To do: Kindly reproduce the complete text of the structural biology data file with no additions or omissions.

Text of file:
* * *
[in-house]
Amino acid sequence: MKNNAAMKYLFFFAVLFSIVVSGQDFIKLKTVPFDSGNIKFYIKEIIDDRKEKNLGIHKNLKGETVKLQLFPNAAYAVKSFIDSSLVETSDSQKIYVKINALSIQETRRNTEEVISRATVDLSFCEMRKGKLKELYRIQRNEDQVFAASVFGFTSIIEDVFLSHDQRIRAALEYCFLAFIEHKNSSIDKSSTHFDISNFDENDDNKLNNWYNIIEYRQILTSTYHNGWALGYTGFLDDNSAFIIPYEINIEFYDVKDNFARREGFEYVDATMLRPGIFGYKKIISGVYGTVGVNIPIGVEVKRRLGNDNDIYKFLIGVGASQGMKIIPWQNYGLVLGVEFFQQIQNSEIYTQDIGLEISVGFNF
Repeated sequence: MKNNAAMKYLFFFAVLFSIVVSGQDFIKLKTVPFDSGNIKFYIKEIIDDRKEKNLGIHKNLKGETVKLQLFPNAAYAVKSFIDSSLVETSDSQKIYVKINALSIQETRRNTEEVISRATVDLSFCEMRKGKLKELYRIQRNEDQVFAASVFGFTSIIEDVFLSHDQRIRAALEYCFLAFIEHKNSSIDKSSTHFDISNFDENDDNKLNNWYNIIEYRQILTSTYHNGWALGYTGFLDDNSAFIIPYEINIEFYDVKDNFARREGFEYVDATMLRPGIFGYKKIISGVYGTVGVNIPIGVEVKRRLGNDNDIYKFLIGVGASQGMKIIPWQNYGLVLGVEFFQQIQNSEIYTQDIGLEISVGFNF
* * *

[in-house]
Amino acid sequence: MKNNAAMKYLFFFAVLFSIVVSGQDFIKLKTVPFDSGNIKFYIKEIIDDRKEKNLGIHKNLKGETVKLQLFPNAAYAVKSFIDSSLVETSDSQKIYVKINALSIQETRRNTEEVISRATVDLSFCEMRKGKLKELYRIQRNEDQVFAASVFGFTSIIEDVFLSHDQRIRAALEYCFLAFIEHKNSSIDKSSTHFDISNFDENDDNKLNNWYNIIEYRQILTSTYHNGWALGYTGFLDDNSAFIIPYEINIEFYDVKDNFARREGFEYVDATMLRPGIFGYKKIISGVYGTVGVNIPIGVEVKRRLGNDNDIYKFLIGVGASQGMKIIPWQNYGLVLGVEFFQQIQNSEIYTQDIGLEISVGFNF
Repeated sequence: MKNNAAMKYLFFFAVLFSIVVSGQDFIKLKTVPFDSGNIKFYIKEIIDDRKEKNLGIHKNLKGETVKLQLFPNAAYAVKSFIDSSLVETSDSQKIYVKINALSIQETRRNTEEVISRATVDLSFCEMRKGKLKELYRIQRNEDQVFAASVFGFTSIIEDVFLSHDQRIRAALEYCFLAFIEHKNSSIDKSSTHFDISNFDENDDNKLNNWYNIIEYRQILTSTYHNGWALGYTGFLDDNSAFIIPYEINIEFYDVKDNFARREGFEYVDATMLRPGIFGYKKIISGVYGTVGVNIPIGVEVKRRLGNDNDIYKFLIGVGASQGMKIIPWQNYGLVLGVEFFQQIQNSEIYTQDIGLEISVGFNF